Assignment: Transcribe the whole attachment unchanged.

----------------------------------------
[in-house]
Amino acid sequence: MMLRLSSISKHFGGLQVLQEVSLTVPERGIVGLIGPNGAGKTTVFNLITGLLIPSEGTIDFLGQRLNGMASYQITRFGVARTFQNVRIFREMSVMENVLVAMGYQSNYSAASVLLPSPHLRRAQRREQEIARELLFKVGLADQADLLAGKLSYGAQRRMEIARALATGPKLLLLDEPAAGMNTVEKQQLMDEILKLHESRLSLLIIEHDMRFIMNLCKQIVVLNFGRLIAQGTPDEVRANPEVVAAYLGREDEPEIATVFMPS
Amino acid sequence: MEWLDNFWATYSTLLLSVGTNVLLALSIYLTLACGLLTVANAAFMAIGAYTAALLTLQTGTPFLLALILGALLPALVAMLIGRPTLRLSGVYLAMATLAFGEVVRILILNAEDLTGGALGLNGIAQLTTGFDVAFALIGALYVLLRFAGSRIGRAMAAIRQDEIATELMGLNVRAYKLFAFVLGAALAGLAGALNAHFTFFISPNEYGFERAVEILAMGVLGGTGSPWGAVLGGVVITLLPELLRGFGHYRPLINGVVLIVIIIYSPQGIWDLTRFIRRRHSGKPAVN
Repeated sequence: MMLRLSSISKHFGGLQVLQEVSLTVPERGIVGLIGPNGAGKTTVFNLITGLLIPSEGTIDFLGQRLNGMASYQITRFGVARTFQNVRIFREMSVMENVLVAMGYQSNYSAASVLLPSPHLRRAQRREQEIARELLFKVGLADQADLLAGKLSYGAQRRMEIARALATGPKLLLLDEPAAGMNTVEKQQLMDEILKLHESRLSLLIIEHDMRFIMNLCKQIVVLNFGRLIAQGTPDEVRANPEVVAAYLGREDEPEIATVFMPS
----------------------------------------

[in-house]
Amino acid sequence: MMLRLSSISKHFGGLQVLQEVSLTVPERGIVGLIGPNGAGKTTVFNLITGLLIPSEGTIDFLGQRLNGMASYQITRFGVARTFQNVRIFREMSVMENVLVAMGYQSNYSAASVLLPSPHLRRAQRREQEIARELLFKVGLADQADLLAGKLSYGAQRRMEIARALATGPKLLLLDEPAAGMNTVEKQQLMDEILKLHESRLSLLIIEHDMRFIMNLCKQIVVLNFGRLIAQGTPDEVRANPEVVAAYLGREDEPEIATVFMPS
Amino acid sequence: MEWLDNFWATYSTLLLSVGTNVLLALSIYLTLACGLLTVANAAFMAIGAYTAALLTLQTGTPFLLALILGALLPALVAMLIGRPTLRLSGVYLAMATLAFGEVVRILILNAEDLTGGALGLNGIAQLTTGFDVAFALIGALYVLLRFAGSRIGRAMAAIRQDEIATELMGLNVRAYKLFAFVLGAALAGLAGALNAHFTFFISPNEYGFERAVEILAMGVLGGTGSPWGAVLGGVVITLLPELLRGFGHYRPLINGVVLIVIIIYSPQGIWDLTRFIRRRHSGKPAVN
Repeated sequence: MMLRLSSISKHFGGLQVLQEVSLTVPERGIVGLIGPNGAGKTTVFNLITGLLIPSEGTIDFLGQRLNGMASYQITRFGVARTFQNVRIFREMSVMENVLVAMGYQSNYSAASVLLPSPHLRRAQRREQEIARELLFKVGLADQADLLAGKLSYGAQRRMEIARALATGPKLLLLDEPAAGMNTVEKQQLMDEILKLHESRLSLLIIEHDMRFIMNLCKQIVVLNFGRLIAQGTPDEVRANPEVVAAYLGREDEPEIATVFMPS